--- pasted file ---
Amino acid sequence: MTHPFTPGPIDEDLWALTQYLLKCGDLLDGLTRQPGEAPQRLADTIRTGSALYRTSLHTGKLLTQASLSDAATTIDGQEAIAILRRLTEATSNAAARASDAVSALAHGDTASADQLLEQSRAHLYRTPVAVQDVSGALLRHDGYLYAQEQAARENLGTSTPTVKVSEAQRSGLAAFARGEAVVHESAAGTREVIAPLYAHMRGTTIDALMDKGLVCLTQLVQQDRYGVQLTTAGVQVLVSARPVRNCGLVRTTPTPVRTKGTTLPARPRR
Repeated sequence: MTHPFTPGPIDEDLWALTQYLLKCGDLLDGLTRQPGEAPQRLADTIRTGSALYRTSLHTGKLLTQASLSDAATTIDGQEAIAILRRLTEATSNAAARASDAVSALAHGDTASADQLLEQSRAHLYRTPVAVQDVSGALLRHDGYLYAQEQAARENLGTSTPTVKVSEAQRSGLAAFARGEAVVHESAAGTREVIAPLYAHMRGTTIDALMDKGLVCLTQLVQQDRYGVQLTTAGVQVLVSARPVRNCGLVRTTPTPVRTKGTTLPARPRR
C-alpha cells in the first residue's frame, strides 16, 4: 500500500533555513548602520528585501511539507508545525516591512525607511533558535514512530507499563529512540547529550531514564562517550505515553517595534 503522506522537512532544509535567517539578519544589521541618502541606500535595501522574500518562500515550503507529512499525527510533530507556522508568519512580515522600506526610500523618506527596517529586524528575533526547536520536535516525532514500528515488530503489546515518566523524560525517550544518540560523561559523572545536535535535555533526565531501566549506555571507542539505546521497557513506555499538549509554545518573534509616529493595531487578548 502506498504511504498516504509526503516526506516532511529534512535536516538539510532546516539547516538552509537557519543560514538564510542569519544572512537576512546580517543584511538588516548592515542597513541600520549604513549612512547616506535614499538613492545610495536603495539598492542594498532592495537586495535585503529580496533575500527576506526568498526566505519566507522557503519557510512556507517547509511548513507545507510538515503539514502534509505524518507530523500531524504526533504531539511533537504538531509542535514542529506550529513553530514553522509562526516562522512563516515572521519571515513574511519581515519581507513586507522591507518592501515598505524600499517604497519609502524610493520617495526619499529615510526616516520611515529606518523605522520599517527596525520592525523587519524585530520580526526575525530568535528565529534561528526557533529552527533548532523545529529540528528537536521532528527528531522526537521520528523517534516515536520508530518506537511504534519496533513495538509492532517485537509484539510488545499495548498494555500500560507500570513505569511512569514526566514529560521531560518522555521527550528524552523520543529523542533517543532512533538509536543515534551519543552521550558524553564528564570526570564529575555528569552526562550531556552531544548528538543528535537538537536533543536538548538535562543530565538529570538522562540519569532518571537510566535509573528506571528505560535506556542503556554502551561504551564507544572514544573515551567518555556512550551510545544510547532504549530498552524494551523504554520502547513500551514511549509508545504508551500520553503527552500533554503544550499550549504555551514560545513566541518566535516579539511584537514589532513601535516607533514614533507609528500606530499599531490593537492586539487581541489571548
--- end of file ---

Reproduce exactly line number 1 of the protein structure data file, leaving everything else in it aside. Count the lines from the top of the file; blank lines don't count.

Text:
Amino acid sequence: MTHPFTPGPIDEDLWALTQYLLKCGDLLDGLTRQPGEAPQRLADTIRTGSALYRTSLHTGKLLTQASLSDAATTIDGQEAIAILRRLTEATSNAAARASDAVSALAHGDTASADQLLEQSRAHLYRTPVAVQDVSGALLRHDGYLYAQEQAARENLGTSTPTVKVSEAQRSGLAAFARGEAVVHESAAGTREVIAPLYAHMRGTTIDALMDKGLVCLTQLVQQDRYGVQLTTAGVQVLVSARPVRNCGLVRTTPTPVRTKGTTLPARPRR